Google confirms new Pixel tablet, but it's not for you
There have been rumors that Google was shutting down hardware projects related to laptops and tablets, but it appears that might not be exactly true. Just like some other products that we suspected Google to kill, it seems that Google will instead pivot those products more towards the enterprise market instead of the consumer market.
At the Google Cloud 2019 event -- a conference aimed at business customers focused on the GSuite and other cloud offerings -- there was a session called "Google Hardware for Business" during which Steve Jacobs, lead product manager at Google, confirmed that there will be more Pixel laptops and tablets. While Google saw last year's Pixel Slate as a consumer-focused product, Jacobs said the next generation of Pixel Slate will be aimed at a workforce that wants to "be productive on-the-go."
He explained that Google's own workforce tends to work away from a desk 60% of the time and working from home more than 40% of the time. As such, having something portable but powerful is key. And, if you've ever been to the Google campus, it's easy to notice so many employees working outside on Pixelbooks.
Now, it's unclear exactly what this will mean for future Pixelbooks and Pixel Slates, because the idea of being "productive on-the-go" is something that can describe plenty of people, be they workers in various fields or students. In terms of hardware alone, it's hard to imagine what kind of changes Google would have to make. In general, the issues with the Pixelbook and Slate revolve around the price and the software.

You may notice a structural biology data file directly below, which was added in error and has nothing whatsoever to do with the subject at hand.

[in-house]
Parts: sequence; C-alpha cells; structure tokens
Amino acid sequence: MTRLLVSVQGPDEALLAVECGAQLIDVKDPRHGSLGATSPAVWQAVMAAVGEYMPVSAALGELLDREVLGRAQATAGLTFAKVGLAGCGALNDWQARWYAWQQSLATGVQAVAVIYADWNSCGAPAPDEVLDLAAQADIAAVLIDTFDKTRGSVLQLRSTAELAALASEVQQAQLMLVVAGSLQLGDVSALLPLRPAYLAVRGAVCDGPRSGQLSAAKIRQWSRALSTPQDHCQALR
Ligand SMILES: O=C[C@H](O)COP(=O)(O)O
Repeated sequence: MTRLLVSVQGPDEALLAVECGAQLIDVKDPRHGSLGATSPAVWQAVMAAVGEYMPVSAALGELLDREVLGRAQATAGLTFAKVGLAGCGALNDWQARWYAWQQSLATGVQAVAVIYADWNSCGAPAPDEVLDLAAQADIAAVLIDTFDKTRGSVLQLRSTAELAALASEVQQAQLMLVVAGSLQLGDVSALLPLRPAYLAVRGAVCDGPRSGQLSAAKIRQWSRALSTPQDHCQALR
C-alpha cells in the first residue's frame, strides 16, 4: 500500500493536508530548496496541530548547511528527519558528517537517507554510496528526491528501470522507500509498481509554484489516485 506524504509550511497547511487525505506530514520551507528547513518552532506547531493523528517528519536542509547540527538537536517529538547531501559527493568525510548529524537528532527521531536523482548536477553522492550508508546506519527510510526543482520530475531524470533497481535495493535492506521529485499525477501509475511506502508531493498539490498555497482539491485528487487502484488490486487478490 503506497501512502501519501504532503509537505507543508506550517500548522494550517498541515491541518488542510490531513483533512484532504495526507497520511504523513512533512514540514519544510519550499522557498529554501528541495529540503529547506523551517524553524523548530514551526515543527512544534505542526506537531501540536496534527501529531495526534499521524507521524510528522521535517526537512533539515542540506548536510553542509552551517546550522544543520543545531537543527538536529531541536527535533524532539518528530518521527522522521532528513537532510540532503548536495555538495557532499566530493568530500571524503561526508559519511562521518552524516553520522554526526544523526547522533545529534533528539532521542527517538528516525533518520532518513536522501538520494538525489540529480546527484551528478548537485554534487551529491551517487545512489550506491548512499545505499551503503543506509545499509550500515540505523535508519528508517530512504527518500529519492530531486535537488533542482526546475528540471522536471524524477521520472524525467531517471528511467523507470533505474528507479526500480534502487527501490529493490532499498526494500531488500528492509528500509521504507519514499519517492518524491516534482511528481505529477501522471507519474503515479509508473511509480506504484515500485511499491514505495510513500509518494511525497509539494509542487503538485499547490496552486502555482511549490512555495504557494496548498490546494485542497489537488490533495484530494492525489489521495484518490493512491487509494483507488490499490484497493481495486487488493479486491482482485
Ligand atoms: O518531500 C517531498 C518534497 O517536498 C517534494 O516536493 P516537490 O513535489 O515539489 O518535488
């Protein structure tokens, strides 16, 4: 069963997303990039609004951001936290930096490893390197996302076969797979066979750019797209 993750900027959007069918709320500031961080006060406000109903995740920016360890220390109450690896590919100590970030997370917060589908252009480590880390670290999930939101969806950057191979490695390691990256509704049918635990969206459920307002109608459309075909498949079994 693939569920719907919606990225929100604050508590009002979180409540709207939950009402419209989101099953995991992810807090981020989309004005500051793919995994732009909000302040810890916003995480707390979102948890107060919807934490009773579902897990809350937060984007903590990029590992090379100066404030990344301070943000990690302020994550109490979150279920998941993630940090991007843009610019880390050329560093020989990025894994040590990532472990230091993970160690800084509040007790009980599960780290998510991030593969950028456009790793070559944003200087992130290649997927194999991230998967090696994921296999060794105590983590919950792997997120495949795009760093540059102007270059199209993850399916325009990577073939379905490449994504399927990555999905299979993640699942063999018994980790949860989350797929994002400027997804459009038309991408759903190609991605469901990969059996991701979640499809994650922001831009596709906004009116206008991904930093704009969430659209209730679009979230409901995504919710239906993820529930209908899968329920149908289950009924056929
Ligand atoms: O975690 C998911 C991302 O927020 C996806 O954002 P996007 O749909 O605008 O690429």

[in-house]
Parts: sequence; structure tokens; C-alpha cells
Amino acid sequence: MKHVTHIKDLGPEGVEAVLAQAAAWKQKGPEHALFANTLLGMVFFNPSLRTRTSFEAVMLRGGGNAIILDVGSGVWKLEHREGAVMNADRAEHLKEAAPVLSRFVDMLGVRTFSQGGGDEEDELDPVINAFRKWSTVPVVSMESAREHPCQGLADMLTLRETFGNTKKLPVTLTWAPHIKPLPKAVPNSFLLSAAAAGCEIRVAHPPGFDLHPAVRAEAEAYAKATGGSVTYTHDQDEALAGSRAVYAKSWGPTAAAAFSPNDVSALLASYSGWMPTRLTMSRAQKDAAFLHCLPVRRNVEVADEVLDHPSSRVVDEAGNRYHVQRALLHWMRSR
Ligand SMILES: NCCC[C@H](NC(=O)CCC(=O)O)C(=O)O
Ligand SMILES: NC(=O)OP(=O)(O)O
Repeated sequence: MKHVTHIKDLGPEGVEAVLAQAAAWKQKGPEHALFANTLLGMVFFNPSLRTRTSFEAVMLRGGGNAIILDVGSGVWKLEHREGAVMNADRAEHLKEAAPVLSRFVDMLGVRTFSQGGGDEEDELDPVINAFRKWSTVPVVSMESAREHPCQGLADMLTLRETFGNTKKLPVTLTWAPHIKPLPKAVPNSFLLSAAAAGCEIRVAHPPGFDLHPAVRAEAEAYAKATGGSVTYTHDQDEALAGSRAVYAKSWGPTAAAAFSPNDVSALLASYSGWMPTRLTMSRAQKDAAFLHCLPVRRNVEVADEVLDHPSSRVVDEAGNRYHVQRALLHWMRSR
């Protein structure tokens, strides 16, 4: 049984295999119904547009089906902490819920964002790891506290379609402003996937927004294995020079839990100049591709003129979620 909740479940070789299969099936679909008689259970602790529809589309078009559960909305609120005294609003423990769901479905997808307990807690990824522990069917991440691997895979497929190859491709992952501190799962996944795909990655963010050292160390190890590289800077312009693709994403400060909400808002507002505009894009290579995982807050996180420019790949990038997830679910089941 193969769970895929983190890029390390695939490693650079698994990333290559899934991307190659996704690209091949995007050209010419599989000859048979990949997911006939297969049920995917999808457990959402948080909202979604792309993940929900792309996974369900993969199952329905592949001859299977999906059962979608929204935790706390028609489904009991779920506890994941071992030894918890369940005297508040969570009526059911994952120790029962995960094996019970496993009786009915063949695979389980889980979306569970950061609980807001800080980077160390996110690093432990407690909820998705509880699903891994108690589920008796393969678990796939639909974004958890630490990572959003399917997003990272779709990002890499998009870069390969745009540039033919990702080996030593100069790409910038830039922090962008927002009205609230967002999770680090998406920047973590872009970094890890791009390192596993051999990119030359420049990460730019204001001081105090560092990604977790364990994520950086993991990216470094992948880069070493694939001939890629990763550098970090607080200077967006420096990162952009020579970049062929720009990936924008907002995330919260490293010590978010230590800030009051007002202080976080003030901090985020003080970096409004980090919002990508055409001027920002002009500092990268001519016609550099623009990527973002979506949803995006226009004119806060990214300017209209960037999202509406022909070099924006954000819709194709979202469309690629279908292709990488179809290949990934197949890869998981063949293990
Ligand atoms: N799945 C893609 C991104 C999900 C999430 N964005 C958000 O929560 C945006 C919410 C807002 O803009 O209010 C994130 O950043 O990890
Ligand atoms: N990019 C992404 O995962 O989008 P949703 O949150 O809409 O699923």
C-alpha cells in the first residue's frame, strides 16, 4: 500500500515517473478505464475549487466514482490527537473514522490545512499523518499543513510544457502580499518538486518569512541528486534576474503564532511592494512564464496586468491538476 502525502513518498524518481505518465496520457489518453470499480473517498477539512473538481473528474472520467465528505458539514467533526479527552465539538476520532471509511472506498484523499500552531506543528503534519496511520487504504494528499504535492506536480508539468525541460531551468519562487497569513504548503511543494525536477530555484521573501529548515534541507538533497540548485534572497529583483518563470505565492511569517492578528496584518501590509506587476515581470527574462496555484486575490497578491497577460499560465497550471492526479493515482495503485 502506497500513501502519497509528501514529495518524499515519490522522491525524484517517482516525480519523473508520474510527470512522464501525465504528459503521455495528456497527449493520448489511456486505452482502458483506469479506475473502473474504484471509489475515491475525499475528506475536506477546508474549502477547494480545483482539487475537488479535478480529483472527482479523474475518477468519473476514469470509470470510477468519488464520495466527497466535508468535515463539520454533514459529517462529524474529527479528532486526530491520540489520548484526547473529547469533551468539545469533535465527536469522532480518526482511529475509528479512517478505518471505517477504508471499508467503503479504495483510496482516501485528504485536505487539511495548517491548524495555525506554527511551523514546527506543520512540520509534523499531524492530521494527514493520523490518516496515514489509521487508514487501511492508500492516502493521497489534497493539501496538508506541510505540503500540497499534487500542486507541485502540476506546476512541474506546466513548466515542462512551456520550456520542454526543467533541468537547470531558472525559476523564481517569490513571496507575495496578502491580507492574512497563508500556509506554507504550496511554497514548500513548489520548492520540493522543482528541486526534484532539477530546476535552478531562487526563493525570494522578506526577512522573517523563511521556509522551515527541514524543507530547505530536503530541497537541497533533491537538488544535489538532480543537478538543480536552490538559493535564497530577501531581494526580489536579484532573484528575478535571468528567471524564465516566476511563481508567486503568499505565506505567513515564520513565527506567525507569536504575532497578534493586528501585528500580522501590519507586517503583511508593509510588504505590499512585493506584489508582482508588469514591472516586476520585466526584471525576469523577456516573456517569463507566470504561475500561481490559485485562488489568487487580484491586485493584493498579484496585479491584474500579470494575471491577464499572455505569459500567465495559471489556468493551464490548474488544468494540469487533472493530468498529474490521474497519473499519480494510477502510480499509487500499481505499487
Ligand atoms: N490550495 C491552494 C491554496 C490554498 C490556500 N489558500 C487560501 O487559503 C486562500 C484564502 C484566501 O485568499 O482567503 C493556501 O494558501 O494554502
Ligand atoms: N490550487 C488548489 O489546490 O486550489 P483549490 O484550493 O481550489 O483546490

The Pixelbook might be the best Chromebook on the market, but it gets hard to justify once you factor in the price which ranges between $999 and $1,649, depending on the build. The Pixel Slate starts at $799 (since the Celeron versions seem to have been canceled altogether) plus another $199 for the keyboard, which would be pretty much a requirement for anyone intending to be "productive on-the-go." However, the bigger issue with the Slate was more with software. The device was laggy to start; Android apps still aren't terribly well-made when it comes to tablets; and, ChromeOS just wasn't quite ready to be on a tablet yet.
Google will have to work on those issues if they're aiming at an enterprise market, because it's an especially tough sell to get a company to buy all new machines in addition to moving from Windows to ChromeOS, even if Google runs the cloud. Similarly, while individual workers or students might be able to make the switch without issue, there are always less expensive Chromebooks to be had.